6. D Kennedy – I brought up exactly that issue in the previous article. I wish you better luck in getting an answer from those who declare that alt energy is inherently unreliable. My understanding is that currently, it is uneconomic to do so and the leading candidate is fuel cell consumption, not H2 burning. Given present research trends, it is projected to start becoming economic in the latter half of the present decade as fuel cells continue their price drop.

    Grid storage is something that is already being done on a limited basis. There’s a lot of research going on to improve batteries, supercapacitors, and hydrogen fuel cells. A breakthrough in any of these would dramatically enhance reliability because you’d stop getting your alt energy ‘raw’ but rather mediated through some sort of cheap grid storage technology which would even out availability. Grid storage would even benefit conventional power generation because you could use the capacity that’s idly ‘spinning’ in case of unexpected outage to generate hydrogen, hydrogen that can either be sold elsewhere or used for fuel cell generation on site.

    The appropriate battleground for the right is to realistically examine the alt energy and embrace it when it’s commercially viable without government subsidy. The sensible greens can be won over at that point because the luddite greens will turn against any commercially viable baseload power, no matter how non-polluting. The greens are just good camouflage for their hostility to modern, high energy use society. But the luddites can’t carry a majority so we need to separate them out from the true greens as fast as possible.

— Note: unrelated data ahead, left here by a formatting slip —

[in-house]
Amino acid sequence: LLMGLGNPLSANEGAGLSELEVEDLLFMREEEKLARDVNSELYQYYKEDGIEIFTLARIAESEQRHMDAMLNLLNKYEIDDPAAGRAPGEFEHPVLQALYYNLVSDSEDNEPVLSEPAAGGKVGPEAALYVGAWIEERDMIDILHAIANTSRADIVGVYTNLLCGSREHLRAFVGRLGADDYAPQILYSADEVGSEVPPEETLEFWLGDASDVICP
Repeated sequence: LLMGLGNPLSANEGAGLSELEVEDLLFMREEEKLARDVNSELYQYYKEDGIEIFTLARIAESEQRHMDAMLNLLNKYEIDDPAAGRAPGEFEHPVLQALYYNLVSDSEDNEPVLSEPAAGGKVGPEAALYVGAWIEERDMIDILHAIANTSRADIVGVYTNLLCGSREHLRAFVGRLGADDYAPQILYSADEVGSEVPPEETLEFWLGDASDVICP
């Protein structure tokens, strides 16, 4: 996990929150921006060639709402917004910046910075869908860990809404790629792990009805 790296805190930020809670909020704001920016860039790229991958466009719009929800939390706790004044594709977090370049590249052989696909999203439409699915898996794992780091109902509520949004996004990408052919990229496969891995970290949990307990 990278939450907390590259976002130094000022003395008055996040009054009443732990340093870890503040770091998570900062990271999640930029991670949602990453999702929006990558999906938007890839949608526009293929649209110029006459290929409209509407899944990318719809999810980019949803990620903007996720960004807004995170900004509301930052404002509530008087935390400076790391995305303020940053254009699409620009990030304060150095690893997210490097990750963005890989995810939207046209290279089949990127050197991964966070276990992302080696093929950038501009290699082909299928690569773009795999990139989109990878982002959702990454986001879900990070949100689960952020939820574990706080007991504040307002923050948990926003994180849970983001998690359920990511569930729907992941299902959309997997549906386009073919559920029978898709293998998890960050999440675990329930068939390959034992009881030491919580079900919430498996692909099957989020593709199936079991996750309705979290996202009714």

7. NedLudd,

    Regarding Phil and bourgeois physics, I think maybe you need to get your sarcasm detector recalibrated. :-)

  8. TM and DK. I agree with you that research is being done on the technologies and should continue with the purpose of commercializing them. Episodic power does not connote unreliability but it certainly points to the need for reliable storage. It isn’t there yet and there are companies such as ECD that have been working at that for decades. They just can’t power anything more than a fairly small entity. My concern is that you substitute hope for the unrealized.

    DK I am in agreement with you that the appropriate place to decide power issues is the market without subsidies. The history of power generation is littered with all manner of technologies subsidized not from merit but from political connection.

  9. “Why not use the wind-based electricity to electrolize water and store H2 to burn when the wind isn’t blowing?”

    Because electrolyzers are expensive and need to be in use most of the time to pay for themselves.

    Because the round trip efficiency is on the order of 25%. If you’re going to make hydrogen gas, put it to some proper use like making ammonium nitrate fertilizer or something.

  10. Americans are spoiled because they always get the best-available of everything. Because suppliers compete with each other, the American consumer can always choose the best product at the price he/she wants to pay. And this is true of almost everything the buy.

    Green power asks the question “do we really need this wasteful luxury that comes from only buying the best?” Do we really need to give customers the best on everything just because they will pay for it? Can’t we just take their money and give them what we have? Is competition good? Do customers really need power today right now? Isn’t next week good enough?

    As Isegoria said yesterday we need power when its really hot. But our ancestors did not have electricity which proves that electricity is an unnecessary luxury. So if you’re too hot, take some clothes off. Go swimming. For the sake of the planet cut down on electricity. Alternate power is the future when Man is in harmony with nature. Go Green for a better world through intermittent electricity.